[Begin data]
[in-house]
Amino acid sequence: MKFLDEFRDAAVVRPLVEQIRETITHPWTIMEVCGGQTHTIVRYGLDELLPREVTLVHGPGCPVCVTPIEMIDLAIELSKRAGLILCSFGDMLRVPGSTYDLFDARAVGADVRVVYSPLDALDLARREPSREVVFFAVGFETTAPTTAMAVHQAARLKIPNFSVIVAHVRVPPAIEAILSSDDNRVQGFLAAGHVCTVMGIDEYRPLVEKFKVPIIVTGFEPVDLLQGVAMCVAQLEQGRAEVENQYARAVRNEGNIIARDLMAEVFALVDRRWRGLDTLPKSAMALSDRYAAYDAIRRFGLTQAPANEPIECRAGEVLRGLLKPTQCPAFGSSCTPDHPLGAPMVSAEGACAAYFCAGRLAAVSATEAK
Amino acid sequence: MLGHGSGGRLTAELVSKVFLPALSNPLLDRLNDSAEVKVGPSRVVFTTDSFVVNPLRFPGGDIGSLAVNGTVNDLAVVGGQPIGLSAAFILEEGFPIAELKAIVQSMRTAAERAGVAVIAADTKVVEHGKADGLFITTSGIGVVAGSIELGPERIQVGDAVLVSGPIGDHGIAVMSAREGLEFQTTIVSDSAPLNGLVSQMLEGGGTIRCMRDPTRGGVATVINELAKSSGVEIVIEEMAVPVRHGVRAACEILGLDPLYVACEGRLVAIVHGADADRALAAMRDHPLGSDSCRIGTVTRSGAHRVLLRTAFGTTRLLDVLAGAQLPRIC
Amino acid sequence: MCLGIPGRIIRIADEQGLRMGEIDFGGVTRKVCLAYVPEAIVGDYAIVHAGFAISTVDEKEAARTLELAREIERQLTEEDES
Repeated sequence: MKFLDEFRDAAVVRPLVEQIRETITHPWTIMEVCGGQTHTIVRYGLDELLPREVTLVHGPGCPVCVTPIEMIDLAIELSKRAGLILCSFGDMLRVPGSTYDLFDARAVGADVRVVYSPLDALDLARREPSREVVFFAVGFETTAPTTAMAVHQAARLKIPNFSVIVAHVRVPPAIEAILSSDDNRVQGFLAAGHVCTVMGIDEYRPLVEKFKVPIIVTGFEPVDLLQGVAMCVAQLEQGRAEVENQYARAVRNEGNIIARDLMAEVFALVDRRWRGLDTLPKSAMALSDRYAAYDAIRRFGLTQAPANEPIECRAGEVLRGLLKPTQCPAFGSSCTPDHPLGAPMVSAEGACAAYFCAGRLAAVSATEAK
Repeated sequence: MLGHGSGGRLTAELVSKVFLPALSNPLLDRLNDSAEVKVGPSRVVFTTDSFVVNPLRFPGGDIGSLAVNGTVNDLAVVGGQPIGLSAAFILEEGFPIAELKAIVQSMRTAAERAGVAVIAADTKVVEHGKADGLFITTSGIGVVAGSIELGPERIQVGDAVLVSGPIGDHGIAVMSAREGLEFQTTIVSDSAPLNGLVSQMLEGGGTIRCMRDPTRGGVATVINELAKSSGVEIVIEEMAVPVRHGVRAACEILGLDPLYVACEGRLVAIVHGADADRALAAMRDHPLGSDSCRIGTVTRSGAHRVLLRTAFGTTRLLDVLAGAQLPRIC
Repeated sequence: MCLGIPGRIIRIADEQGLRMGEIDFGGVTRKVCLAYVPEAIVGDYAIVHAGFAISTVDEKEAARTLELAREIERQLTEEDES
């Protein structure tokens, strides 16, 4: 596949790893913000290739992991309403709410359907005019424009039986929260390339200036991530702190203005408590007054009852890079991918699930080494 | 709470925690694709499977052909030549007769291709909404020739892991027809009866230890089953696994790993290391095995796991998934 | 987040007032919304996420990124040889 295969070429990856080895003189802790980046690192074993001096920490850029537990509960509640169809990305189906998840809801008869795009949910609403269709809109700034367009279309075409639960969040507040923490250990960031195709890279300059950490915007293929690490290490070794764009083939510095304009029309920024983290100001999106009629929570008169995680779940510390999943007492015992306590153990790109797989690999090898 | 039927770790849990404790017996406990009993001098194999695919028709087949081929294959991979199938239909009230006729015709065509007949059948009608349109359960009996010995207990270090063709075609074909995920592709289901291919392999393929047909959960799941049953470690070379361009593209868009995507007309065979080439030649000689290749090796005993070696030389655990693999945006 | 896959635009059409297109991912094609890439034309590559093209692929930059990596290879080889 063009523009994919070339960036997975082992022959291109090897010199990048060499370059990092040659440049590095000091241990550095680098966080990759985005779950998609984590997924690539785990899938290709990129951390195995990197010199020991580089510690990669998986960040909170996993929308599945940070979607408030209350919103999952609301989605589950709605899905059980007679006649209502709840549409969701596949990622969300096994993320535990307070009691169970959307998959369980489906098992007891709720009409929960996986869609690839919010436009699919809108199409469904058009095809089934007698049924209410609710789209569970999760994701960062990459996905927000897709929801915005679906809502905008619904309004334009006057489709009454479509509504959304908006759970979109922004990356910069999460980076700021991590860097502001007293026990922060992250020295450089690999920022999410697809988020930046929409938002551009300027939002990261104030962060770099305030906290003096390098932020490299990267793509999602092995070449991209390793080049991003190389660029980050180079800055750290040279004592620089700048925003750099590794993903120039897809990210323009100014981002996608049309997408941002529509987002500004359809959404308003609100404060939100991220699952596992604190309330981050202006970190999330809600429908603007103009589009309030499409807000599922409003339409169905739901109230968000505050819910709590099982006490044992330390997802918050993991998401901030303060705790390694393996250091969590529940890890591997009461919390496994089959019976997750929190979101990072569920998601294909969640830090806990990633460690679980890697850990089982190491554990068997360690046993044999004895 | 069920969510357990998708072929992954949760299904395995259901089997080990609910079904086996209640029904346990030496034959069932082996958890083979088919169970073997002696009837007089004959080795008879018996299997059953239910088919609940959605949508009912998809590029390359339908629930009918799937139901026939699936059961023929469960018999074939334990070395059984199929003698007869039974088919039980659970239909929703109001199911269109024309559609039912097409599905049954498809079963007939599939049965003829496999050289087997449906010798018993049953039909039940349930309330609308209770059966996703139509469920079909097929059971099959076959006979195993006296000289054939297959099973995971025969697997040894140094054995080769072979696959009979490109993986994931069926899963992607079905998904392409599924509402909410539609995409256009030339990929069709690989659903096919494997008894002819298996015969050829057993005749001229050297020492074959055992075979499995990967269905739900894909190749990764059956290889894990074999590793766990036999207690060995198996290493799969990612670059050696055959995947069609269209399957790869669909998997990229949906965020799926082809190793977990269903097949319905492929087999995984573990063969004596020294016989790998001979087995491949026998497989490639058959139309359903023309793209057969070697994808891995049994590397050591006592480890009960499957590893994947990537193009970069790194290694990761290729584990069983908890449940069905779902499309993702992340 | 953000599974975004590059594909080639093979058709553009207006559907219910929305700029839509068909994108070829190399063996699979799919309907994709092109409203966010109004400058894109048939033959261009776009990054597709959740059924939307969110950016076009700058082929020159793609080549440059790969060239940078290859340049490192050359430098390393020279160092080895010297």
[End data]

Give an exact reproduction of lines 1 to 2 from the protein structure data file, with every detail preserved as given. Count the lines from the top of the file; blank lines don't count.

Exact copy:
[in-house]
Amino acid sequence: MKFLDEFRDAAVVRPLVEQIRETITHPWTIMEVCGGQTHTIVRYGLDELLPREVTLVHGPGCPVCVTPIEMIDLAIELSKRAGLILCSFGDMLRVPGSTYDLFDARAVGADVRVVYSPLDALDLARREPSREVVFFAVGFETTAPTTAMAVHQAARLKIPNFSVIVAHVRVPPAIEAILSSDDNRVQGFLAAGHVCTVMGIDEYRPLVEKFKVPIIVTGFEPVDLLQGVAMCVAQLEQGRAEVENQYARAVRNEGNIIARDLMAEVFALVDRRWRGLDTLPKSAMALSDRYAAYDAIRRFGLTQAPANEPIECRAGEVLRGLLKPTQCPAFGSSCTPDHPLGAPMVSAEGACAAYFCAGRLAAVSATEAK